About 3-4 months ago, a wild cat gave birth to four kittens, likely somewhere near to our house. We first noticed them meowing and then managed to spy them playing in the overgrown bamboo behind our house, with the mother in close proximity (presumably keeping an eye on them?)

At first, any sort of movement, noise or eye contact would startle all of them and send them scattering, so we sought online advice for the best way to hopefully care for them. The general consensus seemed to be "place food out for them and gradually sit closer to it, paying no attention to them while they eat".

Over the last few months, we believe we have slowly begun to earn their trust. We initially had to put food out a decent way from our front door and have all the curtains shut (so they knew we weren't watching them) before they would eat the food. Fast-forward to the present day and all four kittens will now happily appear in the early to late evening for their daily feed.

By propping open the cat door (it was part of the house, we haven't owned any cats before), we have taught them to enter/exit through it and they will happily munch away on biscuits, wet food, treats, supermarket luncheon and tins of salmon (which they love). They haven't yet figured out how to use the cat door when it's closed (as in, they'd need to push against it to get through), even when tempted with treats from the other side. A few of them will allows us to pat them, but only if they're distracted by food, if we try to initiate without them being distracted, they all run away. They're also quite happy to be hand fed and sit/semi-sleep fairly close to us.

We made a little sheltered area outside for them, with a bed and protection from the rain so that they hopefully had somewhere to feel safe. They don't use it all the time, but we do occasionally catch them sleeping in the bed on our way to work in the morning

Kittens in their bed

Both parents are still in the area, but much more wary of people than their kittens. We will occasionally spot them coming to eat the food, but any sort of movement, sound or eye contact will send them fleeing. We're happy to care for them as well, but they are probably too mature/wild to be domesticated. We'll hear the parents calling for the kittens from time-to-time, but we probably only notice it every 3-4 days at most

The current situation

My wife and I are in the process of buying our first house (we rent at present) and we are concerned about the welfare of the kittens. We would sorely love to adopt all four and bring them to our new house, but first and foremost, we want to what's best for them and both their parents.

I can't imagine it being too difficult to trap and cage the four of them, and we are keen to get them to a vet for a checkup, immunisation and appropriate desexing etc. (I'm not too familiar with the general procedure). We would then likely have to lock them in the bathroom with litter/food/water/toys etc. for a number of days, before letting them out into the house (as was the practice when my family had a cat in my (far) younger days), at least that's our plan so far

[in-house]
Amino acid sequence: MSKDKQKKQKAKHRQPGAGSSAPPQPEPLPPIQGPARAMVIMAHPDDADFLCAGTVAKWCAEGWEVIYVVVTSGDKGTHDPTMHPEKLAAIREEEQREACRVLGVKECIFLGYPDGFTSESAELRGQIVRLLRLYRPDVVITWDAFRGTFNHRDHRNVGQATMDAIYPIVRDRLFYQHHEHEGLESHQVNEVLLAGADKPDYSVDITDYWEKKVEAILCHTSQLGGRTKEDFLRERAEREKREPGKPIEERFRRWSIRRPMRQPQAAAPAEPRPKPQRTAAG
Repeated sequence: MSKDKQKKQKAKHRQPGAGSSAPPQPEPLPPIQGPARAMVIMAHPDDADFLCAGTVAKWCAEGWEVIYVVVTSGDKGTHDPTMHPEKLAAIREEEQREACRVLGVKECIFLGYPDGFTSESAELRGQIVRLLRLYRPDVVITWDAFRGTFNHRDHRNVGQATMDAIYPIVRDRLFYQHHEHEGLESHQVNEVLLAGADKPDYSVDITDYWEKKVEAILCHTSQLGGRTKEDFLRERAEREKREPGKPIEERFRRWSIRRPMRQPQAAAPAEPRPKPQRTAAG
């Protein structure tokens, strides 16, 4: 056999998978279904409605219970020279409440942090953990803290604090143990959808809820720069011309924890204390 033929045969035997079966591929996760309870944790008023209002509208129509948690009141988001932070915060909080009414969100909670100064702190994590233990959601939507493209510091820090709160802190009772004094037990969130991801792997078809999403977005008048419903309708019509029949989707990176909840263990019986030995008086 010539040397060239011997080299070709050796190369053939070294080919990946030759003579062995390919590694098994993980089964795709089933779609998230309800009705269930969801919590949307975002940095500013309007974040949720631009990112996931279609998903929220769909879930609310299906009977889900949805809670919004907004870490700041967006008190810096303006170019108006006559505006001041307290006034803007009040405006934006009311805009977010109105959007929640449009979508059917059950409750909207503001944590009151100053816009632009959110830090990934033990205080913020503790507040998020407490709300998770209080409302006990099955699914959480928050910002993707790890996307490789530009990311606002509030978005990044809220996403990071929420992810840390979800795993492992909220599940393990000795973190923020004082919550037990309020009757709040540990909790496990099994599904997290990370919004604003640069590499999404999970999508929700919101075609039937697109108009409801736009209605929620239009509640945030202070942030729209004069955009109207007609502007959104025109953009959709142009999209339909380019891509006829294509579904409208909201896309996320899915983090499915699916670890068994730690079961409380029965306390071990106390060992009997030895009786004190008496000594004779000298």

Our questions

  1. Is it better to try and take the kittens with us so that they are fed and looked after? Should we leave them where they've grown up because they know the area and hope they can feed themselves (or someone else decides to feed them)? Or should we take them somewhere so they can be domesticated? (I'm imagining an SPCA-like environment for wild cats, but that may not exist, I haven't looked into that side yet)
  2. If we do take them with us to our new home, what's the best strategy for ensuring they face as little stress as possible and have the best chance of accepting their new home?
  3. If we capture and cage all four kittens, are the parents likely to freak out? Should we consider attempting to capture both of them as well? I don't know how protective mother/father cats are in the wild
  4. Are there any general strategies for domesticating wild cats? We know about avoiding eye contact and trying to keep a low body profile around them so they don't feel threatened, but we aren't sure how to earn their trust further, or teach them how to use the cat door properly

tl;dr we want to adopt wild kittens and take them to our new house, how do we do that?

1 Answer 1


8-12 weeks is the critical age for cat socialization. You've already started the process and are doing fairly well, but I doubt you'll get much further with the kittens living outside and their parents still around. They really need to be trapped and the process finished before they get much older. The good news is this is (not coincidentally) roughly when they're weaned and their mom is going to ditch them soon anyway. All they need to learn is that humans (a) won't hurt/eat them and (b) will provide food, and we essentially replace mom on their minds. Four kittens will be a handful, but they are the perfect age for first-time cat owners.

The parents are well past socialization age, and based on their behavior, probably can't be tamed, at least without experienced help and a lot of time and effort. As first-time cat owners, please do not even attempt it.

The best bet is to find someone familiar with humanely trapping feral/stray cats. The adults, at a minimum, need to be neutered so they're not producing dozens of more helpless kittens over their lives, not to mention the various risks to their own health and safety. Check around for a TNR (Trap, Neuter, Return) or TNVR (Trap, Neuter, Vaccinate, Return) group in your area; they should be happy to help. Your local animal control authority, SPCA or vet may also help with trapping, especially if you're going to keep 4 of the 6 targets.

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